2021 was a rollercoaster of a year, filled with on and off pandemic restrictions, conversations about white supremacy, the ongoing movement for climate awareness and so much more. 

Many of us entered 2021 filled with hope and excitement for the pandemic to end, after an exhausting and difficult 2021. 

While things may have seemed “normal” for a split second, the year has once again ended with the same repeated cycle of feeling hopeless and exhausted as we enter year three of the pandemic. 

While we keep our fingers crossed for the pandemic to ease up and for our global leaders to take proper action on issues such as the climate crisis, justice for marginalized and vulnerable groups, and so much more, let’s take a glimpse of some things that went down this year and what we learned from it. 

The Capitol Riot as yet another example of how white supremacy is alive and well

Trump supporters were not happy when Joe Biden was sworn in to be the 46th president of the United States, but it made matters worse whenTrump alleged that the election was rigged and that the Democrats engaged in and committed voter fraud. Trump supporters then stormed the barricade outside the Capitol in January and violence broke out both inside and outside the building. Rioters broke down doors and shattered windows while making their way inside. As chaos erupted and news spread around the globe of what was happening, many activists and leaders began to question the way the riot was handled, including the discrepancies between how peaceful Black protesters are treated in comparison to how these violent white supremacists were treated. This riot was yet another example of the racial injustices and racism faced between “two different America's,” and that we need to continue to fight the insidious nature of white supremacy—even in 2021.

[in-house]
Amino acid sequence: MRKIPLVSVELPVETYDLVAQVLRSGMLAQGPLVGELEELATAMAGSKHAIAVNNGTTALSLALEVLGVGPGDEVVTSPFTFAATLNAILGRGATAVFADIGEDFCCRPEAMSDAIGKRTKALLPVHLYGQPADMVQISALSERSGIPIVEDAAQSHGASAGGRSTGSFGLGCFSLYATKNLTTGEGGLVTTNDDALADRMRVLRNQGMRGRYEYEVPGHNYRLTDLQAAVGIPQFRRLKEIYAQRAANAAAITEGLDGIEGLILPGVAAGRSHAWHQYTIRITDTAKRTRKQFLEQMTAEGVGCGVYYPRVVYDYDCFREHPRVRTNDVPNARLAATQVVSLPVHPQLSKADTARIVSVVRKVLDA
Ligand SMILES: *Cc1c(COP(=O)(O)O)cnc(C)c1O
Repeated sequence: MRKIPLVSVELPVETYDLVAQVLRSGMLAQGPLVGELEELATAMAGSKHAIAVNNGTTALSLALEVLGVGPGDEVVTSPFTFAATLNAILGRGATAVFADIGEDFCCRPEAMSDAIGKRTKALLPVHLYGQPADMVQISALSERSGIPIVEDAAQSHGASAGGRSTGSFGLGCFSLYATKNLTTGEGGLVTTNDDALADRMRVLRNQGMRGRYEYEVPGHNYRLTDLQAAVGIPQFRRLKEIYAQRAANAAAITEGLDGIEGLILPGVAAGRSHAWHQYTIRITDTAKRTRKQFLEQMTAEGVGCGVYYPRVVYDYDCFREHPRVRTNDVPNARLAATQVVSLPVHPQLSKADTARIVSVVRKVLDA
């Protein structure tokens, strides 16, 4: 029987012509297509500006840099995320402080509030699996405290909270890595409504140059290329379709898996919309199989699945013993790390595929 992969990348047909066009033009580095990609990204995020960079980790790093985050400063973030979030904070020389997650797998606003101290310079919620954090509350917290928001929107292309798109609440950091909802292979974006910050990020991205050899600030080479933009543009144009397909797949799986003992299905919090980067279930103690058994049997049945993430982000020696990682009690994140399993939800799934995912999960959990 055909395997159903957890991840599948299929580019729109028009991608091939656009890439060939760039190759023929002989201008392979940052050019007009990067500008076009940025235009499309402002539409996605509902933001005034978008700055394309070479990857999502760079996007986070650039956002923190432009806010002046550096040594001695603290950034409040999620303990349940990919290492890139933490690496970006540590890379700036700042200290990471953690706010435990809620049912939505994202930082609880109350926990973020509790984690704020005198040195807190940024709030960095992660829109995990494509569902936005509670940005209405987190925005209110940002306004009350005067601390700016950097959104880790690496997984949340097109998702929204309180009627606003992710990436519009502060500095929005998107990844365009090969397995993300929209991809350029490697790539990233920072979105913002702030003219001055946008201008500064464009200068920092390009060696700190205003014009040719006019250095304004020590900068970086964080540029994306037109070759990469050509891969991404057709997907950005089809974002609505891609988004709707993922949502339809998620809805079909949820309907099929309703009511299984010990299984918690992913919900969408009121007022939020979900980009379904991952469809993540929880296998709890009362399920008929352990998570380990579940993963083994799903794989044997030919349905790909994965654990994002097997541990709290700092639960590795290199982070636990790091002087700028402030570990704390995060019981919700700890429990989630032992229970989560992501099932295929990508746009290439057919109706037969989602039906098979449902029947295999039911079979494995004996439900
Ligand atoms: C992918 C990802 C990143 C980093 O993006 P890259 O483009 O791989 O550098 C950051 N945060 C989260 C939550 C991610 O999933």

The climate crisis intensifies

This summer was unbearably hot in many parts of the world, including B.C., and the winter came with its own set of climate challenges, including floods and freezing temperatures. With the climate crisis intensifying every year, it seems that the window to address the climate crisis is closing on us, as our world leaders remain relatively indifferent. We saw this when the U.S. experienced hurricanes, storms and wildfires, major flooding in parts of Europe, Sudan, and China, and a heat dome in provinces across Canada. Human activities continue to take a toll on the planet, with the cost of damages from our climate crisis continuing to add up. The UN also released their climate change report, issuing a ‘red alert’ for humanity after the goals for the Paris Agreement fell short. However, global warming is not just at its highest peak when the heat rolls in. Texas was hit with a cold wave, while the city of New York has yet to expect their first snowfall this season due to the warmer than average temperature. The signs of extreme weather are there, and we need to continue doing our part with holding world leaders and corporations accountable, and push our governments to take actions against the activities warming our planet and leading to disastrous weather events. 2021 taught us that recycling and banning straws isn’t enough, and we need rapid action to keep from killing our planet.